And the Knicks are in the best position. Even if they added Anthony this season, they aren’t a championship contender. Instead of trading players such as Landry Fields and Danilo Gallinari, the Knicks should sign Anthony during free agency.

With the pieces they already have in place, and if New York can pry Chris Paul out of New Orleans, they can then challenge for a title.

Good news on two fronts for the Hornets

Chris Paul has regained his All Star form and has the New Orleans Hornets in contention in the West. Photo by Jeff Lewis

Don’t look now, but another contender besides the Spurs in the West for the Lakers’ coveted title may be the New Orleans Hornets.

The Hornet’s nine-game win streak is the best in the league and their 30-16 record is third best in the West. Dallas’ recent struggles allowed the Hornets to pass them last week.

The Hornets have been quietly flying below the NBA radar by winning games based on tenacious defense rather than flash and fast breaks. Their league best defense (90.7 points allowed) was on display last Thursday in Atlanta.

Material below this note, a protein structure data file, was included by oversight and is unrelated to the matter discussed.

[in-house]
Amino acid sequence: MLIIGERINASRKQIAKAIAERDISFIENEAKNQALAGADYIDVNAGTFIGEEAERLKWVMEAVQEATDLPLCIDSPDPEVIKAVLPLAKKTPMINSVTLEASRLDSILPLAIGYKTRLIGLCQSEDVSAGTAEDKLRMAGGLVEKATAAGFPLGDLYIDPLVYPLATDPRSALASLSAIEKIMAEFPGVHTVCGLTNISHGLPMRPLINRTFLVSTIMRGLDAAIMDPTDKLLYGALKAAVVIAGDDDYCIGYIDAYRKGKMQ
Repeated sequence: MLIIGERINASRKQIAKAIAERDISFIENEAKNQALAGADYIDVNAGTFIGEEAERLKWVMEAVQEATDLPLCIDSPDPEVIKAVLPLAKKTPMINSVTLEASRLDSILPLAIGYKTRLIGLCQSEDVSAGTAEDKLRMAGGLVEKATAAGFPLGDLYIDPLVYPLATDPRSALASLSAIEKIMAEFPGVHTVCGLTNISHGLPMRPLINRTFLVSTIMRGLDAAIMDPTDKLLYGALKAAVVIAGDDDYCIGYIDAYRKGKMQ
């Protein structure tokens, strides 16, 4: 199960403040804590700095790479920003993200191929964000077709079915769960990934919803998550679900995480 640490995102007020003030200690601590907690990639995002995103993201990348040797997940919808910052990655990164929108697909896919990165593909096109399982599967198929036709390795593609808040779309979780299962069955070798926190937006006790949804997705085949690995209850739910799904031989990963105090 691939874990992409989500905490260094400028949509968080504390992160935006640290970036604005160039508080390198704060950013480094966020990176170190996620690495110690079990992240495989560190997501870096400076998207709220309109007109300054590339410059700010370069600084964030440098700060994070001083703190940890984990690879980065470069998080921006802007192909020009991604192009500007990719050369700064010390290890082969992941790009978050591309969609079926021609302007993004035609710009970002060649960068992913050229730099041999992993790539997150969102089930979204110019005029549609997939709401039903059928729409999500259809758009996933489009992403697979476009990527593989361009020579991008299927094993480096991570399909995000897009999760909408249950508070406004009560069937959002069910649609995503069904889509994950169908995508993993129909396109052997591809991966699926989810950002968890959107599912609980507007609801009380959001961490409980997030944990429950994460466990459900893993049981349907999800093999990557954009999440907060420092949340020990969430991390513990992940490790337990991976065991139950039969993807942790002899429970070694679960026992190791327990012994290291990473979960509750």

The Hornets put the clamps on Atlanta during a 100-59 win. The Hornets held the Hawks to 29 percent (29 of 73) shooting from the field.

New Orleans looks like they’ve returned to where they were three years ago when they were a contender in the West, due in part to finally being healthy at key positions. Point guard Chris Paul is back in all-star form and forward David West leads the team with 19 points per game.

West is joined in the frontcourt by defensive standouts Trevor Ariza and center Emeka Okafor. In fact, if not for Dwight Howard patrolling the paint down in Orlando–Okafor would be the NBA’s defensive player of the year.

With their mixture of size and speed, I don’t think New Orleans could beat the Lakers or San Antonio in a series–but they could present problems.

On another note, it was announced Monday by Louisiana Gov. Bobby Jindal and New Orleans civic leaders that the Hornets had reached their attendance benchmark, which will allow the team to stay in New Orleans for at least another season.

The financially troubled franchise was purchased by the NBA in December of last year for an estimated $300 million. League Commissioner David Stern said the NBA would look for a local buyer to keep the team in New Orleans.

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Categories: Basketball